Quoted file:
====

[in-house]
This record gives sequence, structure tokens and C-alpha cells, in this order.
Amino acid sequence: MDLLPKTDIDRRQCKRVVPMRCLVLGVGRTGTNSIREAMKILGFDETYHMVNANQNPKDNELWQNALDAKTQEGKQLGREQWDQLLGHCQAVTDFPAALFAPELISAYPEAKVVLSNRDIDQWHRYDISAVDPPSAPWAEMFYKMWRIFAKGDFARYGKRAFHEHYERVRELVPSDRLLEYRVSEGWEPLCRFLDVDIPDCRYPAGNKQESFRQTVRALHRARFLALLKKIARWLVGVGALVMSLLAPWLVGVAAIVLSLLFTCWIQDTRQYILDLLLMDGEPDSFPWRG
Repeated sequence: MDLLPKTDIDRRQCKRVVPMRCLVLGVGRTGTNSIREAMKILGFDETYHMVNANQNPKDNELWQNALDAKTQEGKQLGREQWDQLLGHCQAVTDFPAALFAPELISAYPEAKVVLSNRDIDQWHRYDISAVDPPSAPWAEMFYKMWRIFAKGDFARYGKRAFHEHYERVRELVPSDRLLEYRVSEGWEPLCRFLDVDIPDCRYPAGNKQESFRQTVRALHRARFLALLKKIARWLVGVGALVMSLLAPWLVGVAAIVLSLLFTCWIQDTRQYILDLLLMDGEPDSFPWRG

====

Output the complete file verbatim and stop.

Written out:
[in-house]
This record gives sequence, structure tokens and C-alpha cells, in this order.
Amino acid sequence: MDLLPKTDIDRRQCKRVVPMRCLVLGVGRTGTNSIREAMKILGFDETYHMVNANQNPKDNELWQNALDAKTQEGKQLGREQWDQLLGHCQAVTDFPAALFAPELISAYPEAKVVLSNRDIDQWHRYDISAVDPPSAPWAEMFYKMWRIFAKGDFARYGKRAFHEHYERVRELVPSDRLLEYRVSEGWEPLCRFLDVDIPDCRYPAGNKQESFRQTVRALHRARFLALLKKIARWLVGVGALVMSLLAPWLVGVAAIVLSLLFTCWIQDTRQYILDLLLMDGEPDSFPWRG
Repeated sequence: MDLLPKTDIDRRQCKRVVPMRCLVLGVGRTGTNSIREAMKILGFDETYHMVNANQNPKDNELWQNALDAKTQEGKQLGREQWDQLLGHCQAVTDFPAALFAPELISAYPEAKVVLSNRDIDQWHRYDISAVDPPSAPWAEMFYKMWRIFAKGDFARYGKRAFHEHYERVRELVPSDRLLEYRVSEGWEPLCRFLDVDIPDCRYPAGNKQESFRQTVRALHRARFLALLKKIARWLVGVGALVMSLLAPWLVGVAAIVLSLLFTCWIQDTRQYILDLLLMDGEPDSFPWRG